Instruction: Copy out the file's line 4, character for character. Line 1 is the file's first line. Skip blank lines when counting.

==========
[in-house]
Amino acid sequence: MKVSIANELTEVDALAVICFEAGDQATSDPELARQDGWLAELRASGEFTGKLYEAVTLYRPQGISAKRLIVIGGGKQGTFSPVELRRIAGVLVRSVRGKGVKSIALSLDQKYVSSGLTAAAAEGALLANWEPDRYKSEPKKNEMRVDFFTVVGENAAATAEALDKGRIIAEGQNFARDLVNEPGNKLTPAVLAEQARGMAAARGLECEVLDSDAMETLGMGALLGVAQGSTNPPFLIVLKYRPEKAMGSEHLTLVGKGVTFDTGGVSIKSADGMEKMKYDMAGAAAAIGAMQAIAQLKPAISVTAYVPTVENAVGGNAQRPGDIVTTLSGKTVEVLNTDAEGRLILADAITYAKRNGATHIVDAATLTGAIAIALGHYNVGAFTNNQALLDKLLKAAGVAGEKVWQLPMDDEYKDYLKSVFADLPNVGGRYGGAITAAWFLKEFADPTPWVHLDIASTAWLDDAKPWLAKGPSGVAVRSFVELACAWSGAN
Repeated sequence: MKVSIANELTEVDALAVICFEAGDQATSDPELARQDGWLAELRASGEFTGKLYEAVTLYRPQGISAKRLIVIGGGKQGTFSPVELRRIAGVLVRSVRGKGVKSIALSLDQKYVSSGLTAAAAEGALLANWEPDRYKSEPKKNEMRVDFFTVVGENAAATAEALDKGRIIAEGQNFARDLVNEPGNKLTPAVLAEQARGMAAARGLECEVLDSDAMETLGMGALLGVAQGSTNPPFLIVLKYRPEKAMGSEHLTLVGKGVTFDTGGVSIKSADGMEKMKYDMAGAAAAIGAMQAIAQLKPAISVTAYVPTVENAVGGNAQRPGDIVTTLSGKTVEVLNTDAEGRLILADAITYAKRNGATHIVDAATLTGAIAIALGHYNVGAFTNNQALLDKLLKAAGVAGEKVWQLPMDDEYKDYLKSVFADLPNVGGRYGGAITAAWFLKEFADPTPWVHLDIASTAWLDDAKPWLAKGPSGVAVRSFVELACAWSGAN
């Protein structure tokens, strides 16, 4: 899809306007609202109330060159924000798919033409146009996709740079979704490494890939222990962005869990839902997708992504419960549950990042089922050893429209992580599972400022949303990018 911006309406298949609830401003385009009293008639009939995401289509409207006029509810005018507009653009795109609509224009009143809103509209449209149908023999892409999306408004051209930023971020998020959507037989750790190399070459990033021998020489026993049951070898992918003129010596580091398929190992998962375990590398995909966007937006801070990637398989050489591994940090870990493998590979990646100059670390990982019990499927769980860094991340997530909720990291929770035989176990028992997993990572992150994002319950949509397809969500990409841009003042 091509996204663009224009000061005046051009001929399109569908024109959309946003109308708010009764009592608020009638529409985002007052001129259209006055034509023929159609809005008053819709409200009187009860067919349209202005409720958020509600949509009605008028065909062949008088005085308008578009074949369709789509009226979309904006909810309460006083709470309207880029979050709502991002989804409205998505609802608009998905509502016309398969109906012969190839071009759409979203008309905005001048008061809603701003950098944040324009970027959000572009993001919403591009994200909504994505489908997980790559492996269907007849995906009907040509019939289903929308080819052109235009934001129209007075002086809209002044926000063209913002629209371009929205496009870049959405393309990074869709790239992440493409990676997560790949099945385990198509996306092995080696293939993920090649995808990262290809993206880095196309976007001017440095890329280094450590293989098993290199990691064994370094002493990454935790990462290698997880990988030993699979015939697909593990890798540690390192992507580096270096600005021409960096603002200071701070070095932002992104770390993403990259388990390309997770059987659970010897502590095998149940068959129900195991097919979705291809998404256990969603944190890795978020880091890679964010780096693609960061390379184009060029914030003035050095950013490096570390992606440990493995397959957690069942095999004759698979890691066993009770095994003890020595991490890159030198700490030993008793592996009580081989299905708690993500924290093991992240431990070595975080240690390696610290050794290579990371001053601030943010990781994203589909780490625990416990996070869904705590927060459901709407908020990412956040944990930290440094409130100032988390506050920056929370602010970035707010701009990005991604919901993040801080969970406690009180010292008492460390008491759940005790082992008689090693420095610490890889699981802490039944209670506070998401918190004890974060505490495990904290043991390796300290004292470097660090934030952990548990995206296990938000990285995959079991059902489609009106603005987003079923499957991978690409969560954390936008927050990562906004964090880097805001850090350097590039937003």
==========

């Protein structure tokens, strides 16, 4: 899809306007609202109330060159924000798919033409146009996709740079979704490494890939222990962005869990839902997708992504419960549950990042089922050893429209992580599972400022949303990018 911006309406298949609830401003385009009293008639009939995401289509409207006029509810005018507009653009795109609509224009009143809103509209449209149908023999892409999306408004051209930023971020998020959507037989750790190399070459990033021998020489026993049951070898992918003129010596580091398929190992998962375990590398995909966007937006801070990637398989050489591994940090870990493998590979990646100059670390990982019990499927769980860094991340997530909720990291929770035989176990028992997993990572992150994002319950949509397809969500990409841009003042 091509996204663009224009000061005046051009001929399109569908024109959309946003109308708010009764009592608020009638529409985002007052001129259209006055034509023929159609809005008053819709409200009187009860067919349209202005409720958020509600949509009605008028065909062949008088005085308008578009074949369709789509009226979309904006909810309460006083709470309207880029979050709502991002989804409205998505609802608009998905509502016309398969109906012969190839071009759409979203008309905005001048008061809603701003950098944040324009970027959000572009993001919403591009994200909504994505489908997980790559492996269907007849995906009907040509019939289903929308080819052109235009934001129209007075002086809209002044926000063209913002629209371009929205496009870049959405393309990074869709790239992440493409990676997560790949099945385990198509996306092995080696293939993920090649995808990262290809993206880095196309976007001017440095890329280094450590293989098993290199990691064994370094002493990454935790990462290698997880990988030993699979015939697909593990890798540690390192992507580096270096600005021409960096603002200071701070070095932002992104770390993403990259388990390309997770059987659970010897502590095998149940068959129900195991097919979705291809998404256990969603944190890795978020880091890679964010780096693609960061390379184009060029914030003035050095950013490096570390992606440990493995397959957690069942095999004759698979890691066993009770095994003890020595991490890159030198700490030993008793592996009580081989299905708690993500924290093991992240431990070595975080240690390696610290050794290579990371001053601030943010990781994203589909780490625990416990996070869904705590927060459901709407908020990412956040944990930290440094409130100032988390506050920056929370602010970035707010701009990005991604919901993040801080969970406690009180010292008492460390008491759940005790082992008689090693420095610490890889699981802490039944209670506070998401918190004890974060505490495990904290043991390796300290004292470097660090934030952990548990995206296990938000990285995959079991059902489609009106603005987003079923499957991978690409969560954390936008927050990562906004964090880097805001850090350097590039937003």